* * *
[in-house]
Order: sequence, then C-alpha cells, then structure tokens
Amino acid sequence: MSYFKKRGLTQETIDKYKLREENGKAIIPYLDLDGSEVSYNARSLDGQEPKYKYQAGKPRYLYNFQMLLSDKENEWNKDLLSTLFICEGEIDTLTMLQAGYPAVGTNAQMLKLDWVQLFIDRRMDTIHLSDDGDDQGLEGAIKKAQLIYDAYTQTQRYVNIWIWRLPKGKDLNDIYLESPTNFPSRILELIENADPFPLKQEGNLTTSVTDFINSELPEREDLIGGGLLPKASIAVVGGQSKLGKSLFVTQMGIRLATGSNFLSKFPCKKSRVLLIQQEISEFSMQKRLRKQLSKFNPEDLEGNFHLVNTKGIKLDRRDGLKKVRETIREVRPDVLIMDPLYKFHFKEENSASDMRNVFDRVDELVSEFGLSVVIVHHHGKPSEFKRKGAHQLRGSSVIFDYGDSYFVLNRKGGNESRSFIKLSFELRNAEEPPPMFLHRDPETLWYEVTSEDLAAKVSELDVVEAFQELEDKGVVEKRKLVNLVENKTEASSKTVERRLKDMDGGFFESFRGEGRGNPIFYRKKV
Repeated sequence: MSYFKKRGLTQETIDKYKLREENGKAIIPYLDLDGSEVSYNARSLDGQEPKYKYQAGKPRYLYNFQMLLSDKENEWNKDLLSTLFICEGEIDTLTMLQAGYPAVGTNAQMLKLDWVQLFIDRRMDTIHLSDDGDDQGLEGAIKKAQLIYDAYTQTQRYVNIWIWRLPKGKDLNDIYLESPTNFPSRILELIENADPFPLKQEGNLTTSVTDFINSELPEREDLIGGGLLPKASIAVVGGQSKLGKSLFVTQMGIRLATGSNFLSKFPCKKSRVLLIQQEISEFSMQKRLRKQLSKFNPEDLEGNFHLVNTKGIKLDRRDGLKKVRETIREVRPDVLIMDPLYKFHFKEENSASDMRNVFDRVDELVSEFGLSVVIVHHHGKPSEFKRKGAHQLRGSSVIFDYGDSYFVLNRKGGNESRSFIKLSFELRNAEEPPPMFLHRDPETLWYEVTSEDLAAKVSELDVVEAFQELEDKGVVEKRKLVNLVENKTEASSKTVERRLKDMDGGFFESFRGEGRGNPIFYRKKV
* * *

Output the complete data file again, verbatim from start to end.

[in-house]
Order: sequence, then C-alpha cells, then structure tokens
Amino acid sequence: MSYFKKRGLTQETIDKYKLREENGKAIIPYLDLDGSEVSYNARSLDGQEPKYKYQAGKPRYLYNFQMLLSDKENEWNKDLLSTLFICEGEIDTLTMLQAGYPAVGTNAQMLKLDWVQLFIDRRMDTIHLSDDGDDQGLEGAIKKAQLIYDAYTQTQRYVNIWIWRLPKGKDLNDIYLESPTNFPSRILELIENADPFPLKQEGNLTTSVTDFINSELPEREDLIGGGLLPKASIAVVGGQSKLGKSLFVTQMGIRLATGSNFLSKFPCKKSRVLLIQQEISEFSMQKRLRKQLSKFNPEDLEGNFHLVNTKGIKLDRRDGLKKVRETIREVRPDVLIMDPLYKFHFKEENSASDMRNVFDRVDELVSEFGLSVVIVHHHGKPSEFKRKGAHQLRGSSVIFDYGDSYFVLNRKGGNESRSFIKLSFELRNAEEPPPMFLHRDPETLWYEVTSEDLAAKVSELDVVEAFQELEDKGVVEKRKLVNLVENKTEASSKTVERRLKDMDGGFFESFRGEGRGNPIFYRKKV
Repeated sequence: MSYFKKRGLTQETIDKYKLREENGKAIIPYLDLDGSEVSYNARSLDGQEPKYKYQAGKPRYLYNFQMLLSDKENEWNKDLLSTLFICEGEIDTLTMLQAGYPAVGTNAQMLKLDWVQLFIDRRMDTIHLSDDGDDQGLEGAIKKAQLIYDAYTQTQRYVNIWIWRLPKGKDLNDIYLESPTNFPSRILELIENADPFPLKQEGNLTTSVTDFINSELPEREDLIGGGLLPKASIAVVGGQSKLGKSLFVTQMGIRLATGSNFLSKFPCKKSRVLLIQQEISEFSMQKRLRKQLSKFNPEDLEGNFHLVNTKGIKLDRRDGLKKVRETIREVRPDVLIMDPLYKFHFKEENSASDMRNVFDRVDELVSEFGLSVVIVHHHGKPSEFKRKGAHQLRGSSVIFDYGDSYFVLNRKGGNESRSFIKLSFELRNAEEPPPMFLHRDPETLWYEVTSEDLAAKVSELDVVEAFQELEDKGVVEKRKLVNLVENKTEASSKTVERRLKDMDGGFFESFRGEGRGNPIFYRKKV